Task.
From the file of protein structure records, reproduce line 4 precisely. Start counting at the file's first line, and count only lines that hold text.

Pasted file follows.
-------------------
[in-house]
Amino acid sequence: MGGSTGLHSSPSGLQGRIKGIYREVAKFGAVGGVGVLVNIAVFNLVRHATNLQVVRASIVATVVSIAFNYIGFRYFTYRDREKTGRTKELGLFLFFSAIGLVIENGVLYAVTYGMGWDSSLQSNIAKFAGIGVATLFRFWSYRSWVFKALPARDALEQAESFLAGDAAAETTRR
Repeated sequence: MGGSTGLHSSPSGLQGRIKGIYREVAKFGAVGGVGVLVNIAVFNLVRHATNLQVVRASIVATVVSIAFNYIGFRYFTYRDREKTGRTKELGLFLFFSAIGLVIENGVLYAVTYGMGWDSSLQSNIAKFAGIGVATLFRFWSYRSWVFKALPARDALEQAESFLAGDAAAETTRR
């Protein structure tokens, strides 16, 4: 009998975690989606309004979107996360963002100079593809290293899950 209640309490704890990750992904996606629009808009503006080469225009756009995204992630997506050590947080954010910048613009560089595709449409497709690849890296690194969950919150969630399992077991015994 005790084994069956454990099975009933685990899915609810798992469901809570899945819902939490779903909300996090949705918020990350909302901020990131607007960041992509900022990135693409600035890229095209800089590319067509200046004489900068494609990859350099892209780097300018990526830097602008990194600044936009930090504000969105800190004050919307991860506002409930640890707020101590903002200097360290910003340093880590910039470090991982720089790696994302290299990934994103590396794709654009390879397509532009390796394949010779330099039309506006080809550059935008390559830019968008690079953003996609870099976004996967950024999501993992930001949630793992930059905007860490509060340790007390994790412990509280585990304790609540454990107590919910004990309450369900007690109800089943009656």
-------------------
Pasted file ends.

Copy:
């Protein structure tokens, strides 16, 4: 009998975690989606309004979107996360963002100079593809290293899950 209640309490704890990750992904996606629009808009503006080469225009756009995204992630997506050590947080954010910048613009560089595709449409497709690849890296690194969950919150969630399992077991015994 005790084994069956454990099975009933685990899915609810798992469901809570899945819902939490779903909300996090949705918020990350909302901020990131607007960041992509900022990135693409600035890229095209800089590319067509200046004489900068494609990859350099892209780097300018990526830097602008990194600044936009930090504000969105800190004050919307991860506002409930640890707020101590903002200097360290910003340093880590910039470090991982720089790696994302290299990934994103590396794709654009390879397509532009390796394949010779330099039309506006080809550059935008390559830019968008690079953003996609870099976004996967950024999501993992930001949630793992930059905007860490509060340790007390994790412990509280585990304790609540454990107590919910004990309450369900007690109800089943009656």